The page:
nep-hap New Economics Papers
on Economics of Happiness
Issue of 2015‒11‒15
three papers chosen by

  1. Minding the Happiness Gap: Political Institutions and Perceived Quality of Life in Transition By Nikolova, Milena
  2. The “Costs” of Informal Care: An Analysis of the Impact of Elderly Care on Caregivers' Subjective Well-being in Japan By Niimi, Yoko
  3. Boss Competence and Worker Well-being By Artz, Benjamin; Goodall, Amanda H; Oswald, Andrew J

  1. By: Nikolova, Milena (IZA)
    Abstract: Along with political and economic changes, the fall of the socialist regimes in Central and Eastern Europe and the former Soviet Union brought about fundamental institutional reforms. Several studies have examined the causes of the increasing unhappiness which accompanied the transition process, including deteriorating public goods, rising inequality, income volatility, stagnating labor market conditions, and changing norms. Yet, few papers have sought explanations for the life satisfaction differentials between transition and non-transition economies. In this paper, I specifically examine the life satisfaction gap between post-socialist and advanced countries and the role of political institutions in explaining this gap. My results imply that both macroeconomic factors and the rule of law explain the overall life satisfaction differential between the advanced and transition societies. The rule of law had an additional role of reducing the happiness gap in the 1990s and may have even reversed it in the post-crisis years. As institutions and macroeconomic conditions continue to improve, post-socialist countries may complete their transformation processes and achieve quality of life levels comparable with those in the West.
    Keywords: subjective well-being, institutions, transition economies
    JEL: D02 E02 I31 P20
    Date: 2015–11
  2. By: Niimi, Yoko
    Abstract: This paper examines the impact of providing informal care to elderly parents on caregivers' subjective well-being using unique data from the "Preference Parameters Study" of Osaka University, a nationally representative survey conducted in Japan. The estimation results indicate heterogeneous effects: while informal elderly care does not have a significant impact on the happiness level of married caregivers regardless of whether they take care of their own parents or parents-in law and whether or not they reside with them, it has a negative and significant impact on the happiness level of unmarried caregivers who take care of their parents outside their home. These findings shed light on the important role that formal care services could play in reducing the burden on caregivers, particularly unmarried caregivers who presumably receive less support from family members.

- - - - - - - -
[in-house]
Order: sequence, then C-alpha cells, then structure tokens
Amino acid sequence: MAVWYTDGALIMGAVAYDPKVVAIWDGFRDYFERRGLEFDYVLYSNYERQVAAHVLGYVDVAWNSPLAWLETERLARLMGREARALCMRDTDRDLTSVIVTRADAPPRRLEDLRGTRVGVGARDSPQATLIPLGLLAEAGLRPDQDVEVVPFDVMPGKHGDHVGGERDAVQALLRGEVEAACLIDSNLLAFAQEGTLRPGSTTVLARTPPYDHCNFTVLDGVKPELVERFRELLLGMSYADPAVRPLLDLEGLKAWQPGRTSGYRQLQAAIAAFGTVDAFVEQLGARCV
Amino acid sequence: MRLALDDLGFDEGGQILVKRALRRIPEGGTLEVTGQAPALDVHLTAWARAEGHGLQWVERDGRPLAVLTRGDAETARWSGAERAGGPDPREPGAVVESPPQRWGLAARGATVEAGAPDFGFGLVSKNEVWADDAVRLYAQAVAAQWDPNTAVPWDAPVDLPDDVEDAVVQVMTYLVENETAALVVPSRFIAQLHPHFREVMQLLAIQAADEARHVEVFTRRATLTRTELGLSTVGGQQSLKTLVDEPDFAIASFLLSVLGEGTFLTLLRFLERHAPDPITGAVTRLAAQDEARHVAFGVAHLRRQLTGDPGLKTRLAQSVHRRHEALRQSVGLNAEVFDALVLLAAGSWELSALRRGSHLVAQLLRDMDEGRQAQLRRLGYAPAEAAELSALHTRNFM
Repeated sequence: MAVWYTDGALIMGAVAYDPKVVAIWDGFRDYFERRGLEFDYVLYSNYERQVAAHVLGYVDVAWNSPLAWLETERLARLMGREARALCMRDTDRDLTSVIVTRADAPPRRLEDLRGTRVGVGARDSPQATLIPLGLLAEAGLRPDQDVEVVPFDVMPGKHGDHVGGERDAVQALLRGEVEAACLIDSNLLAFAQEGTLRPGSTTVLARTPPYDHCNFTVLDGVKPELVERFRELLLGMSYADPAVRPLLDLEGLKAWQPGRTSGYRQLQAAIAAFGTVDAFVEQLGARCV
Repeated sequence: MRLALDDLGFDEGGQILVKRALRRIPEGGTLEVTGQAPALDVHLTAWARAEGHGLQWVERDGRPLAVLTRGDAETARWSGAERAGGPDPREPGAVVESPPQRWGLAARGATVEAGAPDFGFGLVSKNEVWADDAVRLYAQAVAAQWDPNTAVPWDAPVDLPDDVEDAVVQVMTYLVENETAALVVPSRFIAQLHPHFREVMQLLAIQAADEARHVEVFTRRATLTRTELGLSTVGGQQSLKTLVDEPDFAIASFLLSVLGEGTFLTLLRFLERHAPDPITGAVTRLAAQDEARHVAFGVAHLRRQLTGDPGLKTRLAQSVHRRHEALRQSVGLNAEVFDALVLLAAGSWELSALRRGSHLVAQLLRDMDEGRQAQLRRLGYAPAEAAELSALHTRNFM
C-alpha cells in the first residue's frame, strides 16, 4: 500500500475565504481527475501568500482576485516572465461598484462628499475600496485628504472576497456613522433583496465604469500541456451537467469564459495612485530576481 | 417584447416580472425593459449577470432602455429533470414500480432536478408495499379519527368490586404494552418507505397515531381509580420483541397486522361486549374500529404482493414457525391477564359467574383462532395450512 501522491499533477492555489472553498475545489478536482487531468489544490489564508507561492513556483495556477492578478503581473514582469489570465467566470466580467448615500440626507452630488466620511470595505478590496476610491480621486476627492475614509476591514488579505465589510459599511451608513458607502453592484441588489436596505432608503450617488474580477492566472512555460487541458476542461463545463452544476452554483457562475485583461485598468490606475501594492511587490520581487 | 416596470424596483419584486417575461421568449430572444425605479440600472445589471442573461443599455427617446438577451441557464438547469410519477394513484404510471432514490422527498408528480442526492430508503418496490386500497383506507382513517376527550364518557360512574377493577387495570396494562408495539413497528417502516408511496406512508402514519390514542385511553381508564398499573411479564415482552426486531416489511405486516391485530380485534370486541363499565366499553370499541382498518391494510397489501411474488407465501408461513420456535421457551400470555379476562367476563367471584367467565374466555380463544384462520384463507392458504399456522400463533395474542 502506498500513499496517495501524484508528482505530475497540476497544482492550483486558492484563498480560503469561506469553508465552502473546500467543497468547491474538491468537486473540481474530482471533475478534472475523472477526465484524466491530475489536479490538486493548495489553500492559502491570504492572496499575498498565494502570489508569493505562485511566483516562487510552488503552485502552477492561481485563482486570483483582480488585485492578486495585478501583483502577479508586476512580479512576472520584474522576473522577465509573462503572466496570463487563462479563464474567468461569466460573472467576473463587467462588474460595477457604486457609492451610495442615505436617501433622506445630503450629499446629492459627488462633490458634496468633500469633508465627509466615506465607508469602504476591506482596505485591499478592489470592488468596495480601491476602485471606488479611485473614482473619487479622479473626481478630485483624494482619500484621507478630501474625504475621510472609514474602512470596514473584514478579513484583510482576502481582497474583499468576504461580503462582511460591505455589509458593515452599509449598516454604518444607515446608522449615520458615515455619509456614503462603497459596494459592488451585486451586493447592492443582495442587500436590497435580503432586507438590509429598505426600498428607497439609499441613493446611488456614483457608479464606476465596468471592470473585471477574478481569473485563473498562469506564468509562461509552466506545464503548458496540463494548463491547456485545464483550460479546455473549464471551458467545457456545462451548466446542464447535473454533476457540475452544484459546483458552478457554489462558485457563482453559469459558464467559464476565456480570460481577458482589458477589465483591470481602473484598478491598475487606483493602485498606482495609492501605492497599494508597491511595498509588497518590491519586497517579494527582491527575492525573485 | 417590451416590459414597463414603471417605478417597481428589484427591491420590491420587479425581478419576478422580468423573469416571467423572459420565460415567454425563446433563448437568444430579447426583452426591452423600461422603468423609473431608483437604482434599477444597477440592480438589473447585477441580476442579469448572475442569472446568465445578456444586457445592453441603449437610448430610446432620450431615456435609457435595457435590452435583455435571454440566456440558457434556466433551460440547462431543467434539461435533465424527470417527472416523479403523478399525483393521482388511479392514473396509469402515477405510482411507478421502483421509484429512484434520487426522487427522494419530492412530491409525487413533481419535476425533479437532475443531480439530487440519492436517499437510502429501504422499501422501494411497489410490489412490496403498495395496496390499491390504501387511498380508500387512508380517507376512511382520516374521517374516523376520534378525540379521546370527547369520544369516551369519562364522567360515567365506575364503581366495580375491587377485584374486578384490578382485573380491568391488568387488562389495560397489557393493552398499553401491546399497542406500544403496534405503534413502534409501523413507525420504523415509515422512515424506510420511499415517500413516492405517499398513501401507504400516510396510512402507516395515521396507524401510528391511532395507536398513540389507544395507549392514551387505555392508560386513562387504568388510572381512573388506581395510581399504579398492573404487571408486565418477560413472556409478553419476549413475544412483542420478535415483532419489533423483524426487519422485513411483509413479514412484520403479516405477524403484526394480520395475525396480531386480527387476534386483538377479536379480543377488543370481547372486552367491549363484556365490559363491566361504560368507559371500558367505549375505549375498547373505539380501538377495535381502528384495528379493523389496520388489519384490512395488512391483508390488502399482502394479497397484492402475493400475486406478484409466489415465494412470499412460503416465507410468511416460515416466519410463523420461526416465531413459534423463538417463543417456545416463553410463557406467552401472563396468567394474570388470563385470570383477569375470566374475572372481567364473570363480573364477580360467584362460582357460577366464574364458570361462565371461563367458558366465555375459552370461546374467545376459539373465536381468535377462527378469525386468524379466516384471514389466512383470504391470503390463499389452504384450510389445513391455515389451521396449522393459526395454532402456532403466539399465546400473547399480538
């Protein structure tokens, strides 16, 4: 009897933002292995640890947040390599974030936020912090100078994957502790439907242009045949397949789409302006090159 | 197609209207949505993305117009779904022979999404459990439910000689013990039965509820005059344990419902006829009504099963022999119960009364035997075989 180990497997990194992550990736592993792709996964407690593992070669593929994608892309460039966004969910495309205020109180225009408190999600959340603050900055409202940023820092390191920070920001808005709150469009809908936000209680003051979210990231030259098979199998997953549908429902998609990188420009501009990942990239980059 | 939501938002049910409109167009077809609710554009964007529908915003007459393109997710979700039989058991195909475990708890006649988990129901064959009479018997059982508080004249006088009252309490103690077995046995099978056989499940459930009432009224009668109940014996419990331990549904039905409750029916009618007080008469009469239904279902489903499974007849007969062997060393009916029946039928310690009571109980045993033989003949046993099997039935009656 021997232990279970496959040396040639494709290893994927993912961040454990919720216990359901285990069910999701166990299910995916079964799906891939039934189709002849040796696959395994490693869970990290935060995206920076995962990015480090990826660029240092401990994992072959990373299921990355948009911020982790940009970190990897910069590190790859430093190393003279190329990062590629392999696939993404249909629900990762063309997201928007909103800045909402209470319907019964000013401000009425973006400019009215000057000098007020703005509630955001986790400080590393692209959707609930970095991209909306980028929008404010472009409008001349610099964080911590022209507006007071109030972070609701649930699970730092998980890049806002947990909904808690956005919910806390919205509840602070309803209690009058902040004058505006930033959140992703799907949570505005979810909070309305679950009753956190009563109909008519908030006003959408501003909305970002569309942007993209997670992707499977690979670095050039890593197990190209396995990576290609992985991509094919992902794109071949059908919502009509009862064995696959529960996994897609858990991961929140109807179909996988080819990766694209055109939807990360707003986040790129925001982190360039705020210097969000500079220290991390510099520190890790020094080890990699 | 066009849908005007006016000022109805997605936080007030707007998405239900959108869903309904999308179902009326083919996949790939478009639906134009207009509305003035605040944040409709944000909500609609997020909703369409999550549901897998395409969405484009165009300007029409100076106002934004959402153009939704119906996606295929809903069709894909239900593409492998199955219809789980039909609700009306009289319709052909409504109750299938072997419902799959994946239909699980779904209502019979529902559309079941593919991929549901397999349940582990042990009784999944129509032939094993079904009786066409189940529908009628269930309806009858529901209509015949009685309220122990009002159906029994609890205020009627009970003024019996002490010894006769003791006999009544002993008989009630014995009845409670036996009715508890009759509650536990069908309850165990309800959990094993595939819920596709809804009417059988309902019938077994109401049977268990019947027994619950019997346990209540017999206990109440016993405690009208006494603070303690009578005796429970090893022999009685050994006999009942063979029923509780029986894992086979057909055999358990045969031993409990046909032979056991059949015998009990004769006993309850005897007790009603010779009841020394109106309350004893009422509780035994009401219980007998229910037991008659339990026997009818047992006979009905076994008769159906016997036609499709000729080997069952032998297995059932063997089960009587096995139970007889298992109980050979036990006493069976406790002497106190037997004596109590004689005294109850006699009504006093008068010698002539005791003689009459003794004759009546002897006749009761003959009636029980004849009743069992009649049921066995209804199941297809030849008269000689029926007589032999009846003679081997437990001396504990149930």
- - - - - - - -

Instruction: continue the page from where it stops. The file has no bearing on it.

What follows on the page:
Keywords: Aging; Caregiving; Elderly Care; Happiness; Informal Care; Japan; Long-term Care Insurance; Parental Care; Subjective Well-being
    JEL: D10 I18 I31 J14
    Date: 2015–11–12
  3. By: Artz, Benjamin (University of Wisconsin at Oshkosh); Goodall, Amanda H (Cass Business School, City University London, and IZA); Oswald, Andrew J (Department of Economics University of Warwick, CAGE and IZA)
    Abstract: Nearly all workers have a supervisor or ‘boss’. Yet little is known about how bosses influence the quality of employees’ lives. This study is a cautious attempt to provide new formal evidence. First, it is shown that a boss’s technical competence is the single strongest predictor of a worker’s job satisfaction. Second, it is demonstrated in longitudinal data -- after controlling for fixed effects -- that even if a worker stays in the same job and workplace a rise in the competence of a supervisor is associated with an improvement in the worker’s well-being. Third, a variety of robustness checks, including tentative instrumental-variable results, are reported. These findings, which draw on US and British data, contribute to an emerging literature on the role of expert leaders in organizations. Finally, the paper discusses potential weaknesses of existing evidence and necessary future research.
    Keywords: bosses ; expert leaders ; leadership ; job satisfaction ; happiness
    JEL: I31 J28 M54
    Date: 2015

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